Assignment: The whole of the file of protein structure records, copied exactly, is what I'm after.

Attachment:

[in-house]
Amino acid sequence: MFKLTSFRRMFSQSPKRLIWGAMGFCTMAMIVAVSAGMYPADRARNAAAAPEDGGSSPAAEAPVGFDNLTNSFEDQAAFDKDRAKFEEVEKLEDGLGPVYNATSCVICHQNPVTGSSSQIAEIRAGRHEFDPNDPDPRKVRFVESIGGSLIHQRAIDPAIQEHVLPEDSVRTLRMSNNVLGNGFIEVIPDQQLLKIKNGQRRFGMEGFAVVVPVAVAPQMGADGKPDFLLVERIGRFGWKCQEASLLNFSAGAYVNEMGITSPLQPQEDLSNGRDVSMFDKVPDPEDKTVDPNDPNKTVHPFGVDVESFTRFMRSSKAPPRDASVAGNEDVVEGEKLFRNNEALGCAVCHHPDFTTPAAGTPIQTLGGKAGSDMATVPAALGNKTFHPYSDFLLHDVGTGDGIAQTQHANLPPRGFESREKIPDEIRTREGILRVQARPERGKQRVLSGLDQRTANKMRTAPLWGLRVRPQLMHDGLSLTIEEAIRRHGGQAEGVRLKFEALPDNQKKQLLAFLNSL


[in-house]
Amino acid sequence: MFKLTSFRRMFSQSPKRLIWGAMGFCTMAMIVAVSAGMYPADRARNAAAAPEDGGSSPAAEAPVGFDNLTNSFEDQAAFDKDRAKFEEVEKLEDGLGPVYNATSCVICHQNPVTGSSSQIAEIRAGRHEFDPNDPDPRKVRFVESIGGSLIHQRAIDPAIQEHVLPEDSVRTLRMSNNVLGNGFIEVIPDQQLLKIKNGQRRFGMEGFAVVVPVAVAPQMGADGKPDFLLVERIGRFGWKCQEASLLNFSAGAYVNEMGITSPLQPQEDLSNGRDVSMFDKVPDPEDKTVDPNDPNKTVHPFGVDVESFTRFMRSSKAPPRDASVAGNEDVVEGEKLFRNNEALGCAVCHHPDFTTPAAGTPIQTLGGKAGSDMATVPAALGNKTFHPYSDFLLHDVGTGDGIAQTQHANLPPRGFESREKIPDEIRTREGILRVQARPERGKQRVLSGLDQRTANKMRTAPLWGLRVRPQLMHDGLSLTIEEAIRRHGGQAEGVRLKFEALPDNQKKQLLAFLNSL